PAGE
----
Some years ago this blog had discussions about using very very light processors (8/16bit logic 32bit or more arithmetic on some cores) with large register or tightly coupled very very local memory and have not just 2^5 cores on a single chip as we are seeing these days but more like 2^10 or considerably more. At the time the available real-world data suggested that there would be significant benifits including those of security and availability. That is "micro-tasks" running on lightweight CPUs was a direction we should be looking in.

It was mentioned that Chuck H. Moore of GreenArray with his Forth Array Stack Machine chip had done this but had been plagued by patent dispute litigation, which might account for the low take up of such technology.

However I suspect the real issue with the take up of massively parallel technology aside from the "sequential thibking" issue is "legacy code" that "has to be used". If you look at say MicroSoft's OS various security vulnerabilities have shown that underneath the graphical froth and applications little has changed from Win2K and even in some cases NT4... Whilst the assembler code might be 64bit not 32bit any longer, most of the algorithms, protocols and internal standards realy have not changed.

The Flower of MarxismMay 18, 2019 3:47 AM

As I noted the various types of speculation are if you like "layered" with time. The easy gains first, but eventually Marketing "Specmanship" got in on the game, with what were in effect rigged tests that gave way more weight to some speculation advantages than were ever deserved.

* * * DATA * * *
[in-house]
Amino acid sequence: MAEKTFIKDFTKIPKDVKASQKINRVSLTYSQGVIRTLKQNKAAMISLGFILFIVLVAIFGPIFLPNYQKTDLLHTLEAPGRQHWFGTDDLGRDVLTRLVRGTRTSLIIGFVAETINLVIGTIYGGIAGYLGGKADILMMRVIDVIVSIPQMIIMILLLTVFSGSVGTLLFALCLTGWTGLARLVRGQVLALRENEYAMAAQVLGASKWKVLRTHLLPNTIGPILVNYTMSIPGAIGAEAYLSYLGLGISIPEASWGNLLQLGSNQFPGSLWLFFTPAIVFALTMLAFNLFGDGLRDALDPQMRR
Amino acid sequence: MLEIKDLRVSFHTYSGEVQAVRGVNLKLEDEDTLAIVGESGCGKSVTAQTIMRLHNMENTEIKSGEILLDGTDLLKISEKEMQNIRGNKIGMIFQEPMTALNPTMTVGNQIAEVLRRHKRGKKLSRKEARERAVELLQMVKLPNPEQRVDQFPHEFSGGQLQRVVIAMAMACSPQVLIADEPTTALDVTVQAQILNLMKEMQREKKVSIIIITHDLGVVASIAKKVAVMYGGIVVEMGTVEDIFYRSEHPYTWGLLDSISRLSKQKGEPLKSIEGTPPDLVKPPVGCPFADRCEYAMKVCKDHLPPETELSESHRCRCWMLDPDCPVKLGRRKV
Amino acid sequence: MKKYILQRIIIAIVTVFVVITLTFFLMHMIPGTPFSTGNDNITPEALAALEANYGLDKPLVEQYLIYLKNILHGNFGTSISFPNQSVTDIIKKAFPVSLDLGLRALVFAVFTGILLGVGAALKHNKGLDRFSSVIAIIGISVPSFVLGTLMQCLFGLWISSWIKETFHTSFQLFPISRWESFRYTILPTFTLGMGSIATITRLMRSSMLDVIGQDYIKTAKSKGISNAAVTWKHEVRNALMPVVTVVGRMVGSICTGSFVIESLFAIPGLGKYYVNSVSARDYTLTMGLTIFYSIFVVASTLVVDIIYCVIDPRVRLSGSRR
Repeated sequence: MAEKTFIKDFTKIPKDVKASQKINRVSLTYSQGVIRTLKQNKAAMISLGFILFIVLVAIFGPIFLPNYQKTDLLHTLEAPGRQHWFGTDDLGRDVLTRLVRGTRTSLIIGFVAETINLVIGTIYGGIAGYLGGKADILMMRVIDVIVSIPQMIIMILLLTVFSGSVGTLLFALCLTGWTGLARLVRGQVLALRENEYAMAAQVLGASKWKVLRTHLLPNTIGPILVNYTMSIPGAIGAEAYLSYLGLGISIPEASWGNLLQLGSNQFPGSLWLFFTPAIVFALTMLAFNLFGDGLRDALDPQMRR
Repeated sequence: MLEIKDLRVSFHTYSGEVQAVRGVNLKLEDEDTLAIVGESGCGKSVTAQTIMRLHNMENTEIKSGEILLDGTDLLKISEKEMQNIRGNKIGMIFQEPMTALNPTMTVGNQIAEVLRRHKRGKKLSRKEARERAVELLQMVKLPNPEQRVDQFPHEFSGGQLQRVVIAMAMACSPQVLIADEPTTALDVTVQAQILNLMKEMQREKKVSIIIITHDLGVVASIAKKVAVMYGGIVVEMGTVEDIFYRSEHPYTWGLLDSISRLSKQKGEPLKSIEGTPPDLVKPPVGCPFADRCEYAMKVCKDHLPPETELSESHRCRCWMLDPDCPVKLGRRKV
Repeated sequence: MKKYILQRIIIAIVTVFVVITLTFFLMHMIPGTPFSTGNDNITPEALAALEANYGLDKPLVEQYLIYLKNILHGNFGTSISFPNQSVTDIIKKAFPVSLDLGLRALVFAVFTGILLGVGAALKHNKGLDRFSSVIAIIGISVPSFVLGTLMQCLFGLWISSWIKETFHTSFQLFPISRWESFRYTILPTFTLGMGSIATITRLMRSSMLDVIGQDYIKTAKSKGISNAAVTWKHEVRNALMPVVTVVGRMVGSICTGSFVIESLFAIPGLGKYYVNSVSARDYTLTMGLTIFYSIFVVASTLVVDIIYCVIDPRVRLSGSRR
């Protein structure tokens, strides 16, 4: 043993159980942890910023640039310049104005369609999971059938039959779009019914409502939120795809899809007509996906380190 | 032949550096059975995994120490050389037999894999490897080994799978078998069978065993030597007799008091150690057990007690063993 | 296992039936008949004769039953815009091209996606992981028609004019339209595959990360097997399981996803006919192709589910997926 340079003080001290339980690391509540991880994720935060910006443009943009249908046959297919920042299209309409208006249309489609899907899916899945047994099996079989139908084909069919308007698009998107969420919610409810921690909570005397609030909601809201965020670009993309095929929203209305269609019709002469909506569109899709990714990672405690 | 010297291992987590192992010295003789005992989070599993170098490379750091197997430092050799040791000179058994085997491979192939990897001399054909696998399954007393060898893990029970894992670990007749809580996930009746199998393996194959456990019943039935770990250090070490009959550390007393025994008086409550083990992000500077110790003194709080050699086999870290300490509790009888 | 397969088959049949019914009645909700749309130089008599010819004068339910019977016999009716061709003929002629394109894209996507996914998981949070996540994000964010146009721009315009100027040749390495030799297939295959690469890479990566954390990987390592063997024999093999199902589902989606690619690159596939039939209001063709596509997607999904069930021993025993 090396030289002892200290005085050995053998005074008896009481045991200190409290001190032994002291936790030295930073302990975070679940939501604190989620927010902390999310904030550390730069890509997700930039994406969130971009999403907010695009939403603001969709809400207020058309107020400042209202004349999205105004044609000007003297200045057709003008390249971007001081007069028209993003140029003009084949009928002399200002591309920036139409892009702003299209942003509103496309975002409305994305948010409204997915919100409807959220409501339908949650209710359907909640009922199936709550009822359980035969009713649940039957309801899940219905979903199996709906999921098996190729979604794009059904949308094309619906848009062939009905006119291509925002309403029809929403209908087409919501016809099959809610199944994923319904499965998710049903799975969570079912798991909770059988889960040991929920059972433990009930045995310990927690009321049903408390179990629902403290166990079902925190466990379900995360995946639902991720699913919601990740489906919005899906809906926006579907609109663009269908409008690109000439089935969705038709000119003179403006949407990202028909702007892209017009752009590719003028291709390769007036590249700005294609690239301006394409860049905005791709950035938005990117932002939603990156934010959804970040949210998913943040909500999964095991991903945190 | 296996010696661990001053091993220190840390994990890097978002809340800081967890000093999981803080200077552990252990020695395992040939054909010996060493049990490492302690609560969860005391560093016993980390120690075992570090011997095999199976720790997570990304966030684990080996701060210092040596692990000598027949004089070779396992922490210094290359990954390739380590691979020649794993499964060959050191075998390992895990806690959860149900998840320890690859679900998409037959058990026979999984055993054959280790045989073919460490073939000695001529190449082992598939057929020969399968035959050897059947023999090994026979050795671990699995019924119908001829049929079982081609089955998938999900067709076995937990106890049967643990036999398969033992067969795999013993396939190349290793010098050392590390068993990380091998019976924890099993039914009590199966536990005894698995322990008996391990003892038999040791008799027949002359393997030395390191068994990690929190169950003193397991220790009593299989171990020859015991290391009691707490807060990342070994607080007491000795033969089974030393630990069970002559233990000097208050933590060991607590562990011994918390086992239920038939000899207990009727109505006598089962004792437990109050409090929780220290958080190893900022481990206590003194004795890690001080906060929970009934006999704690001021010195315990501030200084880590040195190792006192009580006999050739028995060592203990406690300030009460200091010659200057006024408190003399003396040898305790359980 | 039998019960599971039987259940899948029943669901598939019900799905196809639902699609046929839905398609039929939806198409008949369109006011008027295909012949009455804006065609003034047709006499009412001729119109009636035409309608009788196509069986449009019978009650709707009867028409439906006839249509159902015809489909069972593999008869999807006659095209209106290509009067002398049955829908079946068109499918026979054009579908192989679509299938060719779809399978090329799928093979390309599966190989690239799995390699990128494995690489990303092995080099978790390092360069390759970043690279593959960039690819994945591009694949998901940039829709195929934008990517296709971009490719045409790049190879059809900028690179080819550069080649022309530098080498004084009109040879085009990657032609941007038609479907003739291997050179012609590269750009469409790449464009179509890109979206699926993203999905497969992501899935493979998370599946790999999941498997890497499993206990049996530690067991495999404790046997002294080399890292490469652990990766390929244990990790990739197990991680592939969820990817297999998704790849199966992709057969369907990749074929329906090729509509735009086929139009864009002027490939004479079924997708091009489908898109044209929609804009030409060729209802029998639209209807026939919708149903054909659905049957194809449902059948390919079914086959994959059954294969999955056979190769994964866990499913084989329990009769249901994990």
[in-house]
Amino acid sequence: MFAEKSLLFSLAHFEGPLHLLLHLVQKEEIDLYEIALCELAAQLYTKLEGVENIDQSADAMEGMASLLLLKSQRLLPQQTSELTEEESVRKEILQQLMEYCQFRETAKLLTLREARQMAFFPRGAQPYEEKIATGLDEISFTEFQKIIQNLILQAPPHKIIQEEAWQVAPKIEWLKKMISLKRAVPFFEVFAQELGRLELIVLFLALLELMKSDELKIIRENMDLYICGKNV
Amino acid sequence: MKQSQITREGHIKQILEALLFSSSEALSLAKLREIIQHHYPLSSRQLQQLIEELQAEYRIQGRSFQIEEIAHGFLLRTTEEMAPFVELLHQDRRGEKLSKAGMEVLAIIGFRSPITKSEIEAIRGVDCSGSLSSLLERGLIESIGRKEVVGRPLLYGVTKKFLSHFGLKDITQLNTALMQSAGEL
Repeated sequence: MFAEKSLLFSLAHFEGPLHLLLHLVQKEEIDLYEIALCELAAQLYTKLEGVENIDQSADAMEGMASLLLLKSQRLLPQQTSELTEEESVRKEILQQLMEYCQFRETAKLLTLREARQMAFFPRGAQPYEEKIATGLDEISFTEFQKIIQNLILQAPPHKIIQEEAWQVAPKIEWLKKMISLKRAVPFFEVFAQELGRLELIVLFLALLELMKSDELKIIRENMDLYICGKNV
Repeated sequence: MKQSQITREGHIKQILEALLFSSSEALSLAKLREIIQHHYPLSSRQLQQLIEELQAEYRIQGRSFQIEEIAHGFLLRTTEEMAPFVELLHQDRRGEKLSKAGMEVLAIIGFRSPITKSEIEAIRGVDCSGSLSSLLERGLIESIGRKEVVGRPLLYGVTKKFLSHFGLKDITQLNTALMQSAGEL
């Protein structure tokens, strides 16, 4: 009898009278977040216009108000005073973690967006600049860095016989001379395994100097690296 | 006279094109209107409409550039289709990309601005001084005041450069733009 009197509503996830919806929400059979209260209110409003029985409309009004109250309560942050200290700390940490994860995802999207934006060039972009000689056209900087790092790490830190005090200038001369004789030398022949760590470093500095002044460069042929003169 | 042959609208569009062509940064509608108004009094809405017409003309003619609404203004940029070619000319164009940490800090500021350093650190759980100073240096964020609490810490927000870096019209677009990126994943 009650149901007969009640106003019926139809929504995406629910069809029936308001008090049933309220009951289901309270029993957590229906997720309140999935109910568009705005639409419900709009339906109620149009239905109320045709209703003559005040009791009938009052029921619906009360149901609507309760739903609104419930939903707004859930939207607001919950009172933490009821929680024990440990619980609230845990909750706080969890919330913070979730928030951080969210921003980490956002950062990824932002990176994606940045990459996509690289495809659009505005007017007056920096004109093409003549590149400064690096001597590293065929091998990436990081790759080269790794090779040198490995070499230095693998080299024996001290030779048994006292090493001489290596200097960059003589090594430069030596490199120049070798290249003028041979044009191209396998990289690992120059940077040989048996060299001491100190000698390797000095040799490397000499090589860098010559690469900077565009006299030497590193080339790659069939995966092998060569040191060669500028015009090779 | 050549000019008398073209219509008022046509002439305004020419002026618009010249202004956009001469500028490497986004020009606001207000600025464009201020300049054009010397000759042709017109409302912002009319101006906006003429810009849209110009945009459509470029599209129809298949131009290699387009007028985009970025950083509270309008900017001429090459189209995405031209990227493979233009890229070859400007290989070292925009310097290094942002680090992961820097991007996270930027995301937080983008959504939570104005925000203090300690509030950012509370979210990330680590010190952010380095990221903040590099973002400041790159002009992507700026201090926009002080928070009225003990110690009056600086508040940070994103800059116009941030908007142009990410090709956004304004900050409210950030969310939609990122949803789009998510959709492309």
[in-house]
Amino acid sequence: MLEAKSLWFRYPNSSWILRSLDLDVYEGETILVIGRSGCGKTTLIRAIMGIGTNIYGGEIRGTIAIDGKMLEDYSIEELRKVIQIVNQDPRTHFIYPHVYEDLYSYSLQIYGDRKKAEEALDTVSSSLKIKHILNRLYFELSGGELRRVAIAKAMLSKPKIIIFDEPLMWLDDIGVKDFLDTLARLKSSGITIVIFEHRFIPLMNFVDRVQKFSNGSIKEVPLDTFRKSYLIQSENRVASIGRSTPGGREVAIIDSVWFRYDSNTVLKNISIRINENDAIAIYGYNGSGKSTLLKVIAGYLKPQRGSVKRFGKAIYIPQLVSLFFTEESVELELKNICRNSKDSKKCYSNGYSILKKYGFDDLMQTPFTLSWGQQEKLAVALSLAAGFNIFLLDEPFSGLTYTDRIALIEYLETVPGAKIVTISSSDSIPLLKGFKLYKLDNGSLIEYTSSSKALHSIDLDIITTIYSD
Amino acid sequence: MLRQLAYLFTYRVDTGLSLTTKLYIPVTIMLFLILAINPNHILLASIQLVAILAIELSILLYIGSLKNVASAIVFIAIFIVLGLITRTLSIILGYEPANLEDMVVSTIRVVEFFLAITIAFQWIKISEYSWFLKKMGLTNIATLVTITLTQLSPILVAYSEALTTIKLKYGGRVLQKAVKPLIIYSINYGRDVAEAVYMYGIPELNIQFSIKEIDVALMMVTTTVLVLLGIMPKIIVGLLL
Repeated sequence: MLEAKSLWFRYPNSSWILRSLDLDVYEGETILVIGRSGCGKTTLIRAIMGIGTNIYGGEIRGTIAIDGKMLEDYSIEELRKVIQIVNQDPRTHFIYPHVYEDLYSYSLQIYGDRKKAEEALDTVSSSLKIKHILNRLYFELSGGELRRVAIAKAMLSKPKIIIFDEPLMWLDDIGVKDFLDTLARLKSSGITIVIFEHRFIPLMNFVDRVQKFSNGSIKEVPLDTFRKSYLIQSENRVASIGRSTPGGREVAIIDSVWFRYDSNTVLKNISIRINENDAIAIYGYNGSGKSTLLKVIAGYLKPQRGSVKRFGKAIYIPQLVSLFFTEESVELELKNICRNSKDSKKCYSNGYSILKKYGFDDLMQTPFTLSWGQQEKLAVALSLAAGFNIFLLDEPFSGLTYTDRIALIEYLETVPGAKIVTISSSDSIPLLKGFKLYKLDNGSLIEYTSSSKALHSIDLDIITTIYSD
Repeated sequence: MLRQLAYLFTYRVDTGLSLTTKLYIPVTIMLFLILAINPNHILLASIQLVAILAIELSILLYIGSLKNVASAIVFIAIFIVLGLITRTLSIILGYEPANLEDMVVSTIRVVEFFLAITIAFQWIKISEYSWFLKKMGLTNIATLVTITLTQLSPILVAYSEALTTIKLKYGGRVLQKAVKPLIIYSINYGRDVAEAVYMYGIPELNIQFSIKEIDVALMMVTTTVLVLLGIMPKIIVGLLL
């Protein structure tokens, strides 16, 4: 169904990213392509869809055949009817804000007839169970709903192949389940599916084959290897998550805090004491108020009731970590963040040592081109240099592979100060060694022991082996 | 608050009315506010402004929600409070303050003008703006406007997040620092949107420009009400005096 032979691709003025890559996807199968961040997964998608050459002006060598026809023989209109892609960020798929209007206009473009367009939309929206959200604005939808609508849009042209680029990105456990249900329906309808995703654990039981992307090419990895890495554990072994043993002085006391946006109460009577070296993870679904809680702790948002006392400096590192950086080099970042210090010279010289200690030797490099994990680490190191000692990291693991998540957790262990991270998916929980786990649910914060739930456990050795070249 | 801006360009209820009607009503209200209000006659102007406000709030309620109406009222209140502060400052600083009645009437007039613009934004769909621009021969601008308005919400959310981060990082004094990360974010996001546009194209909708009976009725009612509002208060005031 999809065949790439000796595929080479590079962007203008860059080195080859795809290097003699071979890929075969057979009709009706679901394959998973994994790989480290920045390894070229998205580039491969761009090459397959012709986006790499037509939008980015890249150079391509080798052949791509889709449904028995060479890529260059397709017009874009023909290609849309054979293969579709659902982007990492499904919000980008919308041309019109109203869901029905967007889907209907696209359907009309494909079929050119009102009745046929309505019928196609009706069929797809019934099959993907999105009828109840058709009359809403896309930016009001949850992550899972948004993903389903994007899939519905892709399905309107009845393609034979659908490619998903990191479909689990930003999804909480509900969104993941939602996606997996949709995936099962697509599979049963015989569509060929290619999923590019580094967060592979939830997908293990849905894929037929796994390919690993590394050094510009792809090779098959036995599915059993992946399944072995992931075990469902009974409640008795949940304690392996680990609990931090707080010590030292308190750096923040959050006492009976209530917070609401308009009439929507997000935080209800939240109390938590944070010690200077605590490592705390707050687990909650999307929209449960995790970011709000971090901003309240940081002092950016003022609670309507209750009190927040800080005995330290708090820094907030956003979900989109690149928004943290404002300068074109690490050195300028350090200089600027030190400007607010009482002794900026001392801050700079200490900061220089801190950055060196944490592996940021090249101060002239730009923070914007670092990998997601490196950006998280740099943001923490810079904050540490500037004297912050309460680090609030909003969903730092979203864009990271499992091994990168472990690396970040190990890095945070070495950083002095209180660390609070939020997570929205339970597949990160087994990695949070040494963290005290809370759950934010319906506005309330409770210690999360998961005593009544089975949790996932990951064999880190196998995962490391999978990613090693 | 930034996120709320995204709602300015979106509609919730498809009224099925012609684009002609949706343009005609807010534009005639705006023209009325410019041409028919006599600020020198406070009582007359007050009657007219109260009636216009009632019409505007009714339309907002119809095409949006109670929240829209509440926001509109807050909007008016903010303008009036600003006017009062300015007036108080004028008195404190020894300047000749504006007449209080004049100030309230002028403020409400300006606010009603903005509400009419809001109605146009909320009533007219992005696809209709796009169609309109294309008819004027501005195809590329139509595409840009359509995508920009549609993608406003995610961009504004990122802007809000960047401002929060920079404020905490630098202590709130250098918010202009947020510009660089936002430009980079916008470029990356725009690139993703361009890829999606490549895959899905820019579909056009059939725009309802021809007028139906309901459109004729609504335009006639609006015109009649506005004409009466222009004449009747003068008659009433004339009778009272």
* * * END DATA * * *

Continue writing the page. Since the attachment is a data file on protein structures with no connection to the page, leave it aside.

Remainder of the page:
The sea change was with the Intel 'power wall' presentation, I believe. After that, the main research topic was power envelope, not speculative execution.

Some years ago this blog had discussions about using very very light processors (8/16bit logic 32bit or more arithmetic on some cores) with large register or tightly coupled very very local memory and have not just 2^5 cores on a single chip as we are seeing these days but more like 2^10 or considerably more. At the time the available real-world data suggested that there would be significant benifits including those of security and availability. That is "micro-tasks" running on lightweight CPUs was a direction we should be looking in.

You seem to be from the UK, so Occam might perhaps also ring a bell? Arguably, a limited form of this model has snuck in with the GPUs instead, which furthermore seem to be getting less and less SIMD as the years go by. (It still seems unlikely they would go full MIMD.) I have no particular insights into GPU security though.

Clive RobinsonMay 18, 2019 6:50 AM

@ The Flower of Marxism,

You seem to be from the UK, so Occam might perhaps also ring a bell?

Yes, a follow on to Wirth's Pascal frm the 1970's and 80's. Occam[1] was designed at Bristol based Inmos, with input from Tony Hore. more famous for it's Transputer chips with their high speed interprocessor links, that most remember Occam with.

However the Transputer was an unusual design, and kind of was the first single chip with speculation in it's architectutre. It was heavily microcode driven and though identified as a RISC processor by some, that interesting microcode system and the complex instructions and data speculation it alowed put it rather more firmly in the CISC camp.